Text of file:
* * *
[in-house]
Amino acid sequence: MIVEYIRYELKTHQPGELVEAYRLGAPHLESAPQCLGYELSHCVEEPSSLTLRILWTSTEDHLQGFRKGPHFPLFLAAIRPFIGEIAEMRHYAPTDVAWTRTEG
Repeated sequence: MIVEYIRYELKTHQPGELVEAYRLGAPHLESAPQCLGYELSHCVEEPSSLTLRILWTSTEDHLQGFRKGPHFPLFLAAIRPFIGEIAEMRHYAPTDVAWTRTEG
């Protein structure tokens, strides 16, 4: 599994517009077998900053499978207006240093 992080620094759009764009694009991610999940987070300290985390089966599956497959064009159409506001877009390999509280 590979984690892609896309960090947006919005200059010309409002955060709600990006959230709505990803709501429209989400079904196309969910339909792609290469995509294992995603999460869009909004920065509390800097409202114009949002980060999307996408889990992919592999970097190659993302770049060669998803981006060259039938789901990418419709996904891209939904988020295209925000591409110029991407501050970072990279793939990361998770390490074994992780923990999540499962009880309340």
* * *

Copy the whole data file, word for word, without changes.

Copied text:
[in-house]
Amino acid sequence: MIVEYIRYELKTHQPGELVEAYRLGAPHLESAPQCLGYELSHCVEEPSSLTLRILWTSTEDHLQGFRKGPHFPLFLAAIRPFIGEIAEMRHYAPTDVAWTRTEG
Repeated sequence: MIVEYIRYELKTHQPGELVEAYRLGAPHLESAPQCLGYELSHCVEEPSSLTLRILWTSTEDHLQGFRKGPHFPLFLAAIRPFIGEIAEMRHYAPTDVAWTRTEG
């Protein structure tokens, strides 16, 4: 599994517009077998900053499978207006240093 992080620094759009764009694009991610999940987070300290985390089966599956497959064009159409506001877009390999509280 590979984690892609896309960090947006919005200059010309409002955060709600990006959230709505990803709501429209989400079904196309969910339909792609290469995509294992995603999460869009909004920065509390800097409202114009949002980060999307996408889990992919592999970097190659993302770049060669998803981006060259039938789901990418419709996904891209939904988020295209925000591409110029991407501050970072990279793939990361998770390490074994992780923990999540499962009880309340």